A: The world premiere production of lydia was my third full production of an Octavio Solis play. We did El Paso Blue together at SPF in New York and a Cornerstone Theater production of Lethe in San Francisco as well as various readings and workshops. I mention this because I think our history together has definitely served us in the process of developing Lydia. There is an inherent trust between us. We understand each other's process and taste. I also think there is an interesting yin/yang in our male/female dynamic ‘«Ű but interestingly, sometimes he's the yin to my yang and sometimes I'm the yin to his yang. We both write and direct, so there is a lot of give and take to our collaboration. I am rigorous in my notes to him about the writing, and he is rigorous in his notes to me about my directing. We're not shy. Recently I sent him some ideas for cuts and I wrote something like, "You should write it like this‘«™" and gave him an example. Later, after I sent him the notes, I reread them and cringed over my presumptuousness ‘«Ű but when I called him about it, he laughed, as if to say, "Are you kidding? We're way beyond that." I also think we're both really intuitive in our work. We come from the gut and the heart first and the head second. Somehow I think this may be because of our shared Latin roots, but it just might be our natural personalities. We both believe in keeping the room safe and creative and supportive, and because of that, lots of wonderful, surprising things happen during rehearsal.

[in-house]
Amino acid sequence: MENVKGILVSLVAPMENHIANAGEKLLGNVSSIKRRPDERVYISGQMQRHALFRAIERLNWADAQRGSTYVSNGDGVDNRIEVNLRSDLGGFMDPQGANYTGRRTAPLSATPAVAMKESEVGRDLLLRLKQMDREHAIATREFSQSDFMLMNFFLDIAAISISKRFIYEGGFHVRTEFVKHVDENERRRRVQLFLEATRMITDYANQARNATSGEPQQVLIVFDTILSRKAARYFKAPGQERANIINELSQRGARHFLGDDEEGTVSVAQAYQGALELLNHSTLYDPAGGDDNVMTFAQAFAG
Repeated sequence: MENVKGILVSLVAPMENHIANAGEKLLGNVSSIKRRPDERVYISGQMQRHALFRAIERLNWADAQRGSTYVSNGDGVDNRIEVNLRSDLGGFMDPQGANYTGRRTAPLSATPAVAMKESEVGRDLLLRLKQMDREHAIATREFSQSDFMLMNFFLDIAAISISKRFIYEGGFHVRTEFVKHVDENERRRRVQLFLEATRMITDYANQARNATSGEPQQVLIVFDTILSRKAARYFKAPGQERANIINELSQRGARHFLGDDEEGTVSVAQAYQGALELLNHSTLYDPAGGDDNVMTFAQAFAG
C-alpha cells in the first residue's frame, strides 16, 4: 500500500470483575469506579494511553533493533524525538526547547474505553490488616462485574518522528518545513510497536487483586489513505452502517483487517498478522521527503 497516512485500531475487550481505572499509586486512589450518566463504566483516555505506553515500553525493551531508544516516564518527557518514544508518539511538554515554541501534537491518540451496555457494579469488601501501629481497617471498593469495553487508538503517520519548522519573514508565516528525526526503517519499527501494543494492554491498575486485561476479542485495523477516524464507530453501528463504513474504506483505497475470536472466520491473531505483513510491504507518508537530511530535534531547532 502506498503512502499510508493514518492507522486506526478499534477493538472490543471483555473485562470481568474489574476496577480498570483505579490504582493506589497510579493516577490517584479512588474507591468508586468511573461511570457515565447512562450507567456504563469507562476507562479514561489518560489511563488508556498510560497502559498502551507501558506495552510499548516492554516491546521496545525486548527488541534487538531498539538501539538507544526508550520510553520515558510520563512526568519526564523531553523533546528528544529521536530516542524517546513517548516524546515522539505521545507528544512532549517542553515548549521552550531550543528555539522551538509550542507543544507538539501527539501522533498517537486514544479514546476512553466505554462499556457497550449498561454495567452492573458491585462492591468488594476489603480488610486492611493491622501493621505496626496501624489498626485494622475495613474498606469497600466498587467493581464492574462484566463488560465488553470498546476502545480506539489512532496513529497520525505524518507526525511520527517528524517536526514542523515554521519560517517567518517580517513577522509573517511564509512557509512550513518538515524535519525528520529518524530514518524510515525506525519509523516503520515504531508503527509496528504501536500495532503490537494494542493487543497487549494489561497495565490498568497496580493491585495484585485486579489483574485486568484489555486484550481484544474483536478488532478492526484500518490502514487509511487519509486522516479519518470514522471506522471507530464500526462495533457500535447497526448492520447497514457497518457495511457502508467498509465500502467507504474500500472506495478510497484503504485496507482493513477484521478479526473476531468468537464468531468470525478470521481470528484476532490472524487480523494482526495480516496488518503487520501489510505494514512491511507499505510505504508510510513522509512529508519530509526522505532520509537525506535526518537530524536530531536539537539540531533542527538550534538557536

When I read the first draft of Lydia, I knew it was magic. Lots of things have changed ‘«Ű some scenes have moved, characters have developed, trims have happened, but the essence of that magic has always been there. I do think I've contributed greatly to the shape of the play ‘«Ű I'm good at pressing Octavio with the hard questions ‘«Ű but he's an extraordinary writer and he's made this play even greater by following his impulses and taking risks.

Q: How do you prepare to work on a new play?

A: Mostly it's about reading the play over and over and over again. Getting inside of the characters. Also, researching the world of the play is very helpful. But getting to know the playwright is really important to me, as a person and as an artist. Reading other works of theirs. Reading work they love. What are their tastes? What do they want to say with their work? But nothing is more helpful than reading and re-reading the play.